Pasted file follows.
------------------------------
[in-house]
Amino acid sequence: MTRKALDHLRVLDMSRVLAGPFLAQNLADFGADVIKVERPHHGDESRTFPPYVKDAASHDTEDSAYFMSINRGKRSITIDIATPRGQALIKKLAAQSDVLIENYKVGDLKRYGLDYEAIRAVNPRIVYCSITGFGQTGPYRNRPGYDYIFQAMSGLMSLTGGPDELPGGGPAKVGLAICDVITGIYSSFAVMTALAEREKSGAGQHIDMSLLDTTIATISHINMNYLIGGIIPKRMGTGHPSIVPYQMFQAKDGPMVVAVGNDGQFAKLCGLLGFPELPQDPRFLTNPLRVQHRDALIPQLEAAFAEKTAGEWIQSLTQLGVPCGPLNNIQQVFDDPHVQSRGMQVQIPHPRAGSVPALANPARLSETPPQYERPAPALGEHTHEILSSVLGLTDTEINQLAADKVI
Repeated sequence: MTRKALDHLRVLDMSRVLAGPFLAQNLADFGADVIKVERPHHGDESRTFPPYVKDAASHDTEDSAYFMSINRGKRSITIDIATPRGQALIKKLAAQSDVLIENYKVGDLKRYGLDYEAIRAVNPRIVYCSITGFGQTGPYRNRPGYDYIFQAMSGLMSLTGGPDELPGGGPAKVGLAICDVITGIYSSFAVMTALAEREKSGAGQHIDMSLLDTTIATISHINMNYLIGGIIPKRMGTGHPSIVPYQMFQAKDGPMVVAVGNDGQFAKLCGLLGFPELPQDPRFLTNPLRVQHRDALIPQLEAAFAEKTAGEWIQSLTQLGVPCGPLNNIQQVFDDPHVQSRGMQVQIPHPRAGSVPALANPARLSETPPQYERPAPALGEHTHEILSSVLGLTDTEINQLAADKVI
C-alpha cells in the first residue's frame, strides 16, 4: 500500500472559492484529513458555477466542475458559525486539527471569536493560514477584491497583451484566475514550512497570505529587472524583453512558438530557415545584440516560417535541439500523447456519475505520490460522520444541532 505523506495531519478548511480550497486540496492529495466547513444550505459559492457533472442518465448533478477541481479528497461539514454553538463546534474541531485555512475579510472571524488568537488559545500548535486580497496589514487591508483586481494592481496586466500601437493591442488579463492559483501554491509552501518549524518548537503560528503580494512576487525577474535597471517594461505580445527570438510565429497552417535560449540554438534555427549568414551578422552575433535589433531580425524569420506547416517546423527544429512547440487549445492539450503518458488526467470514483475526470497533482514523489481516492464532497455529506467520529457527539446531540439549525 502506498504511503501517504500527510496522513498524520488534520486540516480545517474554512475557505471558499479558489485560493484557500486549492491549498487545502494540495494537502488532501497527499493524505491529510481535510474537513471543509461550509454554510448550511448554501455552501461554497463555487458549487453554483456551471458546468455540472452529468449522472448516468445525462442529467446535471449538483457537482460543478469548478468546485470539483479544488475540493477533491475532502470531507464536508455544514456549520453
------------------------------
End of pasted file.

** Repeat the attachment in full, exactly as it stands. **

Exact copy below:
[in-house]
Amino acid sequence: MTRKALDHLRVLDMSRVLAGPFLAQNLADFGADVIKVERPHHGDESRTFPPYVKDAASHDTEDSAYFMSINRGKRSITIDIATPRGQALIKKLAAQSDVLIENYKVGDLKRYGLDYEAIRAVNPRIVYCSITGFGQTGPYRNRPGYDYIFQAMSGLMSLTGGPDELPGGGPAKVGLAICDVITGIYSSFAVMTALAEREKSGAGQHIDMSLLDTTIATISHINMNYLIGGIIPKRMGTGHPSIVPYQMFQAKDGPMVVAVGNDGQFAKLCGLLGFPELPQDPRFLTNPLRVQHRDALIPQLEAAFAEKTAGEWIQSLTQLGVPCGPLNNIQQVFDDPHVQSRGMQVQIPHPRAGSVPALANPARLSETPPQYERPAPALGEHTHEILSSVLGLTDTEINQLAADKVI
Repeated sequence: MTRKALDHLRVLDMSRVLAGPFLAQNLADFGADVIKVERPHHGDESRTFPPYVKDAASHDTEDSAYFMSINRGKRSITIDIATPRGQALIKKLAAQSDVLIENYKVGDLKRYGLDYEAIRAVNPRIVYCSITGFGQTGPYRNRPGYDYIFQAMSGLMSLTGGPDELPGGGPAKVGLAICDVITGIYSSFAVMTALAEREKSGAGQHIDMSLLDTTIATISHINMNYLIGGIIPKRMGTGHPSIVPYQMFQAKDGPMVVAVGNDGQFAKLCGLLGFPELPQDPRFLTNPLRVQHRDALIPQLEAAFAEKTAGEWIQSLTQLGVPCGPLNNIQQVFDDPHVQSRGMQVQIPHPRAGSVPALANPARLSETPPQYERPAPALGEHTHEILSSVLGLTDTEINQLAADKVI
C-alpha cells in the first residue's frame, strides 16, 4: 500500500472559492484529513458555477466542475458559525486539527471569536493560514477584491497583451484566475514550512497570505529587472524583453512558438530557415545584440516560417535541439500523447456519475505520490460522520444541532 505523506495531519478548511480550497486540496492529495466547513444550505459559492457533472442518465448533478477541481479528497461539514454553538463546534474541531485555512475579510472571524488568537488559545500548535486580497496589514487591508483586481494592481496586466500601437493591442488579463492559483501554491509552501518549524518548537503560528503580494512576487525577474535597471517594461505580445527570438510565429497552417535560449540554438534555427549568414551578422552575433535589433531580425524569420506547416517546423527544429512547440487549445492539450503518458488526467470514483475526470497533482514523489481516492464532497455529506467520529457527539446531540439549525 502506498504511503501517504500527510496522513498524520488534520486540516480545517474554512475557505471558499479558489485560493484557500486549492491549498487545502494540495494537502488532501497527499493524505491529510481535510474537513471543509461550509454554510448550511448554501455552501461554497463555487458549487453554483456551471458546468455540472452529468449522472448516468445525462442529467446535471449538483457537482460543478469548478468546485470539483479544488475540493477533491475532502470531507464536508455544514456549520453